ORANGE COUNTY, Fla. – Orange County Mayor Jerry Demings said the county will work with the Florida Department of Health to crack down on targeting “bad actors” among businesses who are not complying with executive orders put in place to prevent the spread of the novel coronavirus.
“We will be putting together some strike teams that will be going out into the community, to ensure that we get better compliance from the businesses with the executive orders and the other CDC directives that have been put in place,” Demings said Thursday during a news conference.
The mayor said strike teams will be deployed to businesses where complaints have been received and other businesses in general to make sure they are complying with the county mask mandate as well as guidelines put in place by the Centers for Disease Control and Prevention.
The strike teams will go to theme parks, gyms, retail shops and restaurants, Demings said.
The members of these teams will have credentials and will go in and look and inspect, said the mayor, businesses will not be informed in advance that they are coming.
“They’ll show up like any other member of the public and observe,” Demings said.
The result of the unannounced inspections could result in businesses being shut down but the mayor said he thinks that will be rare, if it happens at all. The businesses will receive warnings and the county will document those before further steps are taken.
“Not sure that they’ll shut down on site unless it was egregious,” Demings said. “It should be rare they shut anyone down on the spot.”
The strike teams come the same day new projections show many Central Florida counties could see a dramatic rise in the number of new coronavirus cases.
Researchers at the Children’s Hospital of Pennsylvania Policy Lab say Orange, Osceola, Seminole, Brevard and Volusia Counties face large numbers if nothing is done.
“I think Florida is in a very precarious situation right now,” said Dr. David Rubin.
Rubin is advocating for Florida and other states seeing large numbers to return to a Phase One reopening in order to reign in the virus.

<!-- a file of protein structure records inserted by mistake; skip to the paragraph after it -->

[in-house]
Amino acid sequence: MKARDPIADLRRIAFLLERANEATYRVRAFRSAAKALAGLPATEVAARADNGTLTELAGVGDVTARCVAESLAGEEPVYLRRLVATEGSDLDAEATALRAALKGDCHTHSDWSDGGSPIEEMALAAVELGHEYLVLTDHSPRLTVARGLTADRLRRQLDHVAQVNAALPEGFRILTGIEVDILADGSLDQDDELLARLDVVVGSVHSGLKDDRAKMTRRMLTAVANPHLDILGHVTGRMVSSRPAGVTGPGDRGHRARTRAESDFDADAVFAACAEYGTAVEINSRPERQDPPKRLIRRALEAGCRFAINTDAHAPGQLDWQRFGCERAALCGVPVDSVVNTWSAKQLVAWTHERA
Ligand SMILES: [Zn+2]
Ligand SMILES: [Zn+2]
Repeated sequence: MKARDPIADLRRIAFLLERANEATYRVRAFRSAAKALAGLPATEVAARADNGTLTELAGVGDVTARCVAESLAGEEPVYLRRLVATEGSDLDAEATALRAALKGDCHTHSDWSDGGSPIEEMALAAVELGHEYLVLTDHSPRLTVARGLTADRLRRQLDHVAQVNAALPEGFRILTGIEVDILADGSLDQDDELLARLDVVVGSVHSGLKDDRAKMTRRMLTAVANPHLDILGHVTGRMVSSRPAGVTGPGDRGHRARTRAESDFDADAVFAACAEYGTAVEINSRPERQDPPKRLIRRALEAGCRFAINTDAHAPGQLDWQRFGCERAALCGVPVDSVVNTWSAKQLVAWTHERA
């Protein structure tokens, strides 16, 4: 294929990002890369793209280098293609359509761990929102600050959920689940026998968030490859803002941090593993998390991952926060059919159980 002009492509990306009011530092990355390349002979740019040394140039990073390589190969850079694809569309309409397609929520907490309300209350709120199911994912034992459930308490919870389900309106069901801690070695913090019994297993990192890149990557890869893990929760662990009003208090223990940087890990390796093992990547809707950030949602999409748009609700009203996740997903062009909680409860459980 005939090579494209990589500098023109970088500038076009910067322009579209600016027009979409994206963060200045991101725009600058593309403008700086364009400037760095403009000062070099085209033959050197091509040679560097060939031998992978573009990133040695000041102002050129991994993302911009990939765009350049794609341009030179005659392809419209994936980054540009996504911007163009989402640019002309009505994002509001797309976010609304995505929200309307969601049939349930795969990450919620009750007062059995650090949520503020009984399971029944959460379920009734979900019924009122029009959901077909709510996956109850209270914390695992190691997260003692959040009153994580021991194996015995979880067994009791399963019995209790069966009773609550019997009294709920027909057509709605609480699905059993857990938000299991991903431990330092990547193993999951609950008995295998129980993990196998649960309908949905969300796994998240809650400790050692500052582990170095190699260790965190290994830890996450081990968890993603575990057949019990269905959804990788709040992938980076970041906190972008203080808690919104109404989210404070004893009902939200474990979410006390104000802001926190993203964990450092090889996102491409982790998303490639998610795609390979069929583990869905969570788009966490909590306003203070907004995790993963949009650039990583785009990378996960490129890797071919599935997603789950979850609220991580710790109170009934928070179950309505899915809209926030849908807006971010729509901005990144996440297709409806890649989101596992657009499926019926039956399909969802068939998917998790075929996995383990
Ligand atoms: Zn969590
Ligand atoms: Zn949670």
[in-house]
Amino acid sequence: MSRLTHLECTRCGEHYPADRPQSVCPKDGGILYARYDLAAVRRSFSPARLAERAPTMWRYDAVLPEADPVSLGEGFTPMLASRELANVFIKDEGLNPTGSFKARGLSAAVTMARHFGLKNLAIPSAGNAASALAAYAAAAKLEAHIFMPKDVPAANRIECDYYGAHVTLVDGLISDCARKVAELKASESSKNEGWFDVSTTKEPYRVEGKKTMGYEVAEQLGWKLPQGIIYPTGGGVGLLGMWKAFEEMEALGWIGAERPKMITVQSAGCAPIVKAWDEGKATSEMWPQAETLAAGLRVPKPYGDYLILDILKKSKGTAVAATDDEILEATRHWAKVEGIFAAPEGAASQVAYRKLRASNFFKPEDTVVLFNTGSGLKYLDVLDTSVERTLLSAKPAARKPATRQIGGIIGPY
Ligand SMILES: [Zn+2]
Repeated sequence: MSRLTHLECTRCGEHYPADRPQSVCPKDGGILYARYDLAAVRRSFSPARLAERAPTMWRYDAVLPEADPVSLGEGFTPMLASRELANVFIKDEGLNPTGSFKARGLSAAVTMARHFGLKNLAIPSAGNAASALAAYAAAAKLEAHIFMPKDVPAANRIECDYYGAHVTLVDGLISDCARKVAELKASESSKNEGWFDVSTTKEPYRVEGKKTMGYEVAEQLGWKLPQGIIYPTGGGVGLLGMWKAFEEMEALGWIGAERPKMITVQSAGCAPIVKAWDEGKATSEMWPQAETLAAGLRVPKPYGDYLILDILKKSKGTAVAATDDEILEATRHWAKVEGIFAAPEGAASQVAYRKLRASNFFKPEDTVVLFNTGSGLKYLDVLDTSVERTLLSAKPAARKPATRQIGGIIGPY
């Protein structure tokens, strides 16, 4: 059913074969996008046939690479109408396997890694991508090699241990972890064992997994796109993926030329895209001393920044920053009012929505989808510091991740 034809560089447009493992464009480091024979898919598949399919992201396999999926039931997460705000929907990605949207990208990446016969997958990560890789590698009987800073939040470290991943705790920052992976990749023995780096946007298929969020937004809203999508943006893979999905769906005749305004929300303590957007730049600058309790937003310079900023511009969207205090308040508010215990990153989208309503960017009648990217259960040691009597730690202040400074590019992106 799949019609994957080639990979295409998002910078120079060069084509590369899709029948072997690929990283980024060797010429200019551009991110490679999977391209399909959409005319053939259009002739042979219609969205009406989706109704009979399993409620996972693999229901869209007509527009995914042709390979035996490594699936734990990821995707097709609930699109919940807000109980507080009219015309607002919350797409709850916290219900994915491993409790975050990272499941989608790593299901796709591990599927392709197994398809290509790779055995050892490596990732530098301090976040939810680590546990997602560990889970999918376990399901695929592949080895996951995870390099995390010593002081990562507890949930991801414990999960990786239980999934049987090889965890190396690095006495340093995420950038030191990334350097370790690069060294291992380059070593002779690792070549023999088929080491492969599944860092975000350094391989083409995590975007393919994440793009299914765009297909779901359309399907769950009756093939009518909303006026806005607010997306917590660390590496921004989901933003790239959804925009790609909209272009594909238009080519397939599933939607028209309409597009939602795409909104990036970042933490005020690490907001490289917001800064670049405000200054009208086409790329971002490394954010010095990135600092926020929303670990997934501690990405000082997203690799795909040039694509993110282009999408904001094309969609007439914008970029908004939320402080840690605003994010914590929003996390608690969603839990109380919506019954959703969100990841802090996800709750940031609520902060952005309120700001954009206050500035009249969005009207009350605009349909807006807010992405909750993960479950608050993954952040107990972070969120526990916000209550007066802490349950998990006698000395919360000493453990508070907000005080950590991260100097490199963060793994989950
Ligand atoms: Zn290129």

“There’s a strong argument to be made right now that Florida needs to make a strong pause and go back to sheltering,” he said. “For us to get back to those times when we were hanging out with our friends at the local restaurant and the bar, we’ve got to get those transmission rates down, and we have to learn to use masks effectively, so that we’re not spreading it among ourselves.”
A subgroup of the Orange County economic recovery task force on business compliance and consumer confidence will meet next week to continue conversations about how to deal with “businesses who are bad actors,” the mayor said.
They’ll also discuss the possibility of enacting monetary penalties for those who violate the mask mandate. Reinstating the curfew, too, is something that could be considered if case numbers don’t decrease.
Several businesses have had their liquor licenses pulled by the Florida Department of Business Regulation for not enforcing capacity and social distancing guidelines.
“We want to target the bad actors,” Demings said. “At the meeting this week, they didn’t feel like they had enough information at that time to make any recommendations or changes. They want further information based on the health care data.”
Part of the problem, according to Demings, is the that due to delays in labs, the data is usually about a week old by the time they received it. Meaning on average, it takes about seven days between the time someone takes a test to the time the state receives the results.
“It is absolutely critical that we get good data in a timely manner,” Demings said.
The group will meet again Monday to review the current data and make recommendations from there, according to the mayor.
The full recovery task force will meet next week to decide on recommendations coming from the subcommittee groups.
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